HORSE Sport Ireland outlined an ambitious and strong case to Government, lobbying for over €33 million for the sport horse sector as Budget Day looms.
TDs and Senators across the political spectrum attended HSI’s pre-Budget submission event in Dublin this week, many expressing support amid warnings of a myriad of pressing demands on the Government coffers.
CEO Denis Duggan, joined by chairman Joe Reynolds, Head of Sport, Legal and Governance, Avalon Everett, and Head of Finance John Moran, outlined the case on behalf of the industry for a multi-million euro injection ahead of the Budget. A €9 million fodder and feed scheme was included in a bid to boost equine welfare this coming winter while additionally, HSI is looking for €80 million for the equine sector under future TAMS funding.
Chairman of HSI, Joe Reynolds commented: “The big ask here comes to €33 million, divided into a number of key areas. We are asking for this Budget funding as a business, there is a return on this money, it does lead to a growth in jobs, a rise in economic activity. From the Aga Khan win - where we had three Irish-breds on Ireland’s winning team - down to the underage equestrian team medals, I believe we are in a golden age of Irish equestrianism. This industry filters down to every parish in Ireland.”
CEO Denis Duggan said: “We are asking today for €33.5 million in our Budget submission on top of a separate €80 million under TAMS over the next four years for the equine sector. The ask is substantial but so is this industry. There is 14,000 full-time jobs and it is generating over €1 billion into the Irish economy. That’s the key message we are saying to Government. The industry needs support.”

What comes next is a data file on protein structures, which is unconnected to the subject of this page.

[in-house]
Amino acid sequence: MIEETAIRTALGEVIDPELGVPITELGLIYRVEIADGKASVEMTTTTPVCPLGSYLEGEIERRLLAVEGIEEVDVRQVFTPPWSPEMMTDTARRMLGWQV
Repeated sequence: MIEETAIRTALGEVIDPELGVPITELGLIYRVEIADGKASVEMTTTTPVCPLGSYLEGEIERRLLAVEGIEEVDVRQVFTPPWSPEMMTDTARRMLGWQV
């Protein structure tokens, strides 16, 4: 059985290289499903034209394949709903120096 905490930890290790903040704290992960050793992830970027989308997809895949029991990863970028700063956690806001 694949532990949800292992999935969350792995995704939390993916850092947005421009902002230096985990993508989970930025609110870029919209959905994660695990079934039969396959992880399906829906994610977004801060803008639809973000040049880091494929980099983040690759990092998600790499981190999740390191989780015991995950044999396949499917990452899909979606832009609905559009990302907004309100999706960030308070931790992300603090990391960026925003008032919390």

Ten primary areas were identified by the HSI team in their Budget submission including breeding and production support, capital investment for regional equestrian centres, equine farming investment, marketing and sales supports, anti-doping measures and funding for equestrian Skillnet.
Key submission points included:
Additional to the above €33.5 million, Horse Sport Ireland also made the case for €80 million in TAMS funding (over the lifetime of the next CAP programme 2023-2027) for critical infrastructure for equine farming.
During Dublin Horse Show week, HSI launched ‘The Business of Breeding’ report which forms much of the data backdrop to this week’s Budget submission. That report outlined how industry stakeholders injected €394 million into the equine sector, thoroughbred and sport horse in 2021.
Some 78% of survey respondents identified rising costs as the greatest challenge to their equine business while the data showed that 83% of participants had fewer than 10 horses and 52% had no other farming enterprise such as beef or sheep. On average equine breeders farm 65 acres of land and 79% of those that did not have a second farming enterprise (beef, dairy, sheep, etc.) received no supports or scheme payments.
Fodder and Feed scheme
With as many as 11,000 equine farmers of the 27,000 DAFM-registered Equine Premises not in receipt of other farming payment, this cohort is currently ineligible for existing DAFM fodder support measures.
HSI is lobbying for the creation of a specific Fodder Scheme for non-basic payment scheme (BPS) recipient equine farmers. It is envisioned that this scheme would be capped at €100 per horse up to a maximum of 10 horses per claimant, a total of €1,000 to support the purchase of feed. The entire scheme could cost up to €9 million for equine farmers outside the BPS.
Over 163 AIRE approved equestrian centres nationwide - mainly family owned - are currently exempt from the Sports Capital and Equipment Programme (SCEP) which has supported over 13,000 programmes to the tune of over €1 billion. HSI’s Budget submission lobbied for the inclusion of equestrian centre upgrades and capital improvements under SCEP, asking for ‘at least €6 million in funding allocated specifically for equestrian centres’.